Christina Stembel clearly remembers the day after California legalized recreational marijuana.
That day in November 2016 was a tipping point for one of the biggest pivots her then-six-year-old startup, Farmgirl Flowers, had made to date.
“The day after the vote went through and it was a ‘yes’ in California, our largest calla lily grower in California took out all of their calla lilies to put in cannabis instead … to get the soil ready for it,” Stembel said during an interview for Yahoo Finance’s Breakouts series.
“It was pretty immediate,” she said. “And we had to change our entire supply chain in four months, otherwise we wouldn’t have had enough flowers for Valentine’s Day after the vote.”
Stembel, 42, is founder and CEO of Farmgirl Flowers, a San Francisco-based e-commerce flower bouquet delivery company that brought in $30 million in sales last year. Selling an assortment of burlap-wrapped anemones, poppies and calla lilies, Stembel and her team of more than 160 employees have aimed to disrupt a multi-billion floriculture industry rooted in more old-fashioned, cellophane-wrapped arrangements of blood-red roses and baby’s breath.
But Stembel’s business itself was disrupted by recreational cannabis legalization in her company’s home state. After the legalization vote, many of the local suppliers she’d once leaned on to provide the flowers that made up her bouquets were suddenly turning to a new crop.
“There’re only so many farms out there in the United States now,” said Stembel. “And if they can make $2 a square foot or $1.50 a square foot on cannabis, versus $0.05 or $0.10 on snap dragons, it’s a very easy choice for them.”
“I don’t blame them for that,” she added. “They’re business people as well. But there’s definitely a lot of the flower farmers [that] have switched to growing a lot more cannabis and less flowers for that reason alone.”
‘We just ran out of supply’
The U.S. cannabis industry is poised to become a near $30 billion industry by 2025, according to New Frontier Data. That would begin to close in on the U.S. floriculture industry, which saw just under $35 billion in sales in 2019, according to Bureau of Economic Analysis data. And unlike the cannabis industry, which is expected to see sales rise at a compounded annual growth rate of 14% through 2025, floriculture sales have stagnated in the low-$30 million range for years.
Farmgirl Flowers has been far from the only player in the cut flower industry to take a hit from burgeoning legal recreational cannabis market. A number of reports have highlighted former Californian flower growers who switched to cannabis, as rising competition from cheaper flowers coming from Latin America drove down prices they could command from their existing flower crops.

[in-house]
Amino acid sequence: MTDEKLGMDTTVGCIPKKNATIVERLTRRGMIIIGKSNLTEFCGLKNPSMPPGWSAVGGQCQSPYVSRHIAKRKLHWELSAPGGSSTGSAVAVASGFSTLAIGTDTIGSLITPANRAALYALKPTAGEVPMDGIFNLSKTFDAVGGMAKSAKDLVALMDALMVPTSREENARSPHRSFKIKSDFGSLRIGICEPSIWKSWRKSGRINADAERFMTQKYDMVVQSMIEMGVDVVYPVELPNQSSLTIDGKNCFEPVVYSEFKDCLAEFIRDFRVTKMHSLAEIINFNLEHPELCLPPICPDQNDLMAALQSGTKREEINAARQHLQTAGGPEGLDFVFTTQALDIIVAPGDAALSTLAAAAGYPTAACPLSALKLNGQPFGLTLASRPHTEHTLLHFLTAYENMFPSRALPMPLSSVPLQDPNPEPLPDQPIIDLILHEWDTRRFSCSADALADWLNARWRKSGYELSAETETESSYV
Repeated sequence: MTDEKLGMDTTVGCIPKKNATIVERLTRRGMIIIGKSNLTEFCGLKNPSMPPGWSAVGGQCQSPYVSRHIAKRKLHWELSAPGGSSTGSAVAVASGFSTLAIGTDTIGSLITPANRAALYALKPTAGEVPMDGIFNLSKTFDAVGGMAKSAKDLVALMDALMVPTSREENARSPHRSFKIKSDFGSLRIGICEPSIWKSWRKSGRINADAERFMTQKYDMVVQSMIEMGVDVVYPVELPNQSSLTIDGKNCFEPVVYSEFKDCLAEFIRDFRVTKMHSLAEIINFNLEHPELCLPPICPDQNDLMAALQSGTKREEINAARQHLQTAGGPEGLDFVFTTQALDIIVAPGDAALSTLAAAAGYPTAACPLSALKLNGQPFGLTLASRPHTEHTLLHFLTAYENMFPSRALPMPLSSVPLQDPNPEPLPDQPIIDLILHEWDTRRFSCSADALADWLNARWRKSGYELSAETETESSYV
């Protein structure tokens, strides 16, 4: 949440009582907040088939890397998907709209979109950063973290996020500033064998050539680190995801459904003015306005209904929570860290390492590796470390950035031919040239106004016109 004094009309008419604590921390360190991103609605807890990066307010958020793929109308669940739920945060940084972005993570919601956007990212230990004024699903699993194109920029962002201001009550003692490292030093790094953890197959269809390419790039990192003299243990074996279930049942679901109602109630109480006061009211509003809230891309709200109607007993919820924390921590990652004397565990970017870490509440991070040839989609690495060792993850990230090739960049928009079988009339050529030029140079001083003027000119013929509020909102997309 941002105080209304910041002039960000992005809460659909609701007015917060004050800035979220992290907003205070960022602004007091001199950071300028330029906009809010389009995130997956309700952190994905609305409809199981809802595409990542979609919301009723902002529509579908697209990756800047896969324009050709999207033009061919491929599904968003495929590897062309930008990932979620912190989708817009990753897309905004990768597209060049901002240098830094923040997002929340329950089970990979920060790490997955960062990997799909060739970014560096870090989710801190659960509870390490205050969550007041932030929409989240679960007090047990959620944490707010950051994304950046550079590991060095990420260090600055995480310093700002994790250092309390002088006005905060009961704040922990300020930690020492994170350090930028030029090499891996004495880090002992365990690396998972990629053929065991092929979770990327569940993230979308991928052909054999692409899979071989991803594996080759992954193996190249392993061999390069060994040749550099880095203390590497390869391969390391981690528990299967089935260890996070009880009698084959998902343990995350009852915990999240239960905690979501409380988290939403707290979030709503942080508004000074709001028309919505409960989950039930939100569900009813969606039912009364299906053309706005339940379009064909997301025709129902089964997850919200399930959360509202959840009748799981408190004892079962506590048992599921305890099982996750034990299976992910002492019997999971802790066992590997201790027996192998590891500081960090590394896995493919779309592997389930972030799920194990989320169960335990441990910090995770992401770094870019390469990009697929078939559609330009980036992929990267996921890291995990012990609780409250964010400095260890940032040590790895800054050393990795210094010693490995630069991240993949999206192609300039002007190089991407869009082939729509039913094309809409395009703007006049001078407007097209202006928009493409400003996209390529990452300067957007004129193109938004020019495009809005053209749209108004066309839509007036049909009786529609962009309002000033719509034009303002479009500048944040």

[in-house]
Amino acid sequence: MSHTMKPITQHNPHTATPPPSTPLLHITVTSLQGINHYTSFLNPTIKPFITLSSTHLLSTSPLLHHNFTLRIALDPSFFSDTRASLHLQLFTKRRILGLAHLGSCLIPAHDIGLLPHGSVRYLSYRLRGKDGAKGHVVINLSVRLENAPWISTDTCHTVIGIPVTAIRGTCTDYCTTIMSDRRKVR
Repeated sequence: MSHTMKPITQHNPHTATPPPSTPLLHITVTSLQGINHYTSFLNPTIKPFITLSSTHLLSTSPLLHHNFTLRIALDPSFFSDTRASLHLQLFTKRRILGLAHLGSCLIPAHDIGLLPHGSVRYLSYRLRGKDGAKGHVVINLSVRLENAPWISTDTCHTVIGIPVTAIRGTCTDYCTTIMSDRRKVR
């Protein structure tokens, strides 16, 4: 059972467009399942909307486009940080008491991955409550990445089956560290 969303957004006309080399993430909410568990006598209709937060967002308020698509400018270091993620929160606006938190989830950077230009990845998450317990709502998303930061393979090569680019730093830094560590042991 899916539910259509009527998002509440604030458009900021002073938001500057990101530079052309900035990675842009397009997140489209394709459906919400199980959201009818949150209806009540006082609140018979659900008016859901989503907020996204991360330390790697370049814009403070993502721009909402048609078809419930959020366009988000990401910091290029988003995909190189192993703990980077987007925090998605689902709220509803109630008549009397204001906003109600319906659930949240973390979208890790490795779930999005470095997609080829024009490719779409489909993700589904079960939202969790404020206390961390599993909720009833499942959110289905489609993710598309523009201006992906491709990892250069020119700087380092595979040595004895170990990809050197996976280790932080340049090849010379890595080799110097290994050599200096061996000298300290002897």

And incidentally, Latin America was ultimately where Stembel turned when her former suppliers in the U.S. had shriveled on the vine. After nearly seven years of sourcing from local farmers, Stembel wrote an open letter to her customers explaining her decision, and began buying from farmers in South America. The decision was driven both by the disruption from cannabis legalization, and by a broader inability to find enough U.S.-based farms willing to sell to her start-up to keep pace with customer orders.
“We just ran out of supply,” Stembel said. “There was not a supply for our demand, and so I needed to do something different. Or I needed to either stop doing business or stay a very small business and not scale.”
To date, the shift in sourcing has so far worked for Farmgirl Flowers, with the company consistently delivering between 6,000 and 8,000 bouquets per week across 48 states. For the week of Valentine’s Day 2019, Stembel anticipates that number will jump more than 50% over last year to 30,000.
Eventually, Stembel said the pendulum may swing back in the other direction and that farmers may begin shifting back to growing flowers, once the cannabis industry matures and the cultivation market becomes saturated.
“If everybody is growing cannabis, there’s going to be a point, which we probably have already met, where we just have oversupply,” she said. “Maybe it’ll shift back a little bit, but in the meantime, we’re going to have to find other options.”
Emily McCormick is a reporter for Yahoo Finance. Follow her on Twitter: @emily_mcck
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